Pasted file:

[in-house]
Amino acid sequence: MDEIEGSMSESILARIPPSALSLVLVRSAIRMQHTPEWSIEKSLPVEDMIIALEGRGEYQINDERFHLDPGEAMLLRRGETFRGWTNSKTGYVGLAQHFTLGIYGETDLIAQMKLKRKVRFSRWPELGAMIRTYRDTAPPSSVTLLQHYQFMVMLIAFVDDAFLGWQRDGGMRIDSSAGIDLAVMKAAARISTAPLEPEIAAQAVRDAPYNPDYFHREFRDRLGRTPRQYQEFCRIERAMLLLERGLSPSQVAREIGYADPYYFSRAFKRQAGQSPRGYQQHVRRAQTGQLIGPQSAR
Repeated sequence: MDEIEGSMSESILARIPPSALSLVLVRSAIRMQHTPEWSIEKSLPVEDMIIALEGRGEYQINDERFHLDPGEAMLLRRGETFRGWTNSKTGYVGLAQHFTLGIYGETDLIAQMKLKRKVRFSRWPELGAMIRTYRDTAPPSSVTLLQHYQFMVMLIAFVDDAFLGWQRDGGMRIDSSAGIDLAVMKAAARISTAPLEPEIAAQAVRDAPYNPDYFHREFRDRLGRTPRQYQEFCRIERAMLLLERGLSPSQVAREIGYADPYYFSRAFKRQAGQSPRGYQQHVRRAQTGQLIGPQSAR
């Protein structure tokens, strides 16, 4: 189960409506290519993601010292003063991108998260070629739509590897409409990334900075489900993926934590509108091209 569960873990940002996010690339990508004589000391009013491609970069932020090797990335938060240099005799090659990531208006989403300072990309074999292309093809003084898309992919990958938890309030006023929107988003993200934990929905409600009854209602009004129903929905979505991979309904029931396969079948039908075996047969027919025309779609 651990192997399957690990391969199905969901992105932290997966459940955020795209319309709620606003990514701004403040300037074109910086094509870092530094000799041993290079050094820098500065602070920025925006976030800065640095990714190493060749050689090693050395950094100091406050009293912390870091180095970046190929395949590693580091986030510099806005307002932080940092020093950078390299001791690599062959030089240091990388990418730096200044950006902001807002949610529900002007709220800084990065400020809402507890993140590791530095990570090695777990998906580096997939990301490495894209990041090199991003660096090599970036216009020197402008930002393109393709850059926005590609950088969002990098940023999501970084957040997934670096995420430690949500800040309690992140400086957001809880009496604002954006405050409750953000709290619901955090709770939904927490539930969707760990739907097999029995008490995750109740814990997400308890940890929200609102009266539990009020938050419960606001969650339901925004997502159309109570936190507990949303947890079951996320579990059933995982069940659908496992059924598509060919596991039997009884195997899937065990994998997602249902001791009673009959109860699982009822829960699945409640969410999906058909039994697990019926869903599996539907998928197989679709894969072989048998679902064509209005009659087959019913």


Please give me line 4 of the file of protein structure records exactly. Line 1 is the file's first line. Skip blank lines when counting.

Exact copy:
């Protein structure tokens, strides 16, 4: 189960409506290519993601010292003063991108998260070629739509590897409409990334900075489900993926934590509108091209 569960873990940002996010690339990508004589000391009013491609970069932020090797990335938060240099005799090659990531208006989403300072990309074999292309093809003084898309992919990958938890309030006023929107988003993200934990929905409600009854209602009004129903929905979505991979309904029931396969079948039908075996047969027919025309779609 651990192997399957690990391969199905969901992105932290997966459940955020795209319309709620606003990514701004403040300037074109910086094509870092530094000799041993290079050094820098500065602070920025925006976030800065640095990714190493060749050689090693050395950094100091406050009293912390870091180095970046190929395949590693580091986030510099806005307002932080940092020093950078390299001791690599062959030089240091990388990418730096200044950006902001807002949610529900002007709220800084990065400020809402507890993140590791530095990570090695777990998906580096997939990301490495894209990041090199991003660096090599970036216009020197402008930002393109393709850059926005590609950088969002990098940023999501970084957040997934670096995420430690949500800040309690992140400086957001809880009496604002954006405050409750953000709290619901955090709770939904927490539930969707760990739907097999029995008490995750109740814990997400308890940890929200609102009266539990009020938050419960606001969650339901925004997502159309109570936190507990949303947890079951996320579990059933995982069940659908496992059924598509060919596991039997009884195997899937065990994998997602249902001791009673009959109860699982009822829960699945409640969410999906058909039994697990019926869903599996539907998928197989679709894969072989048998679902064509209005009659087959019913």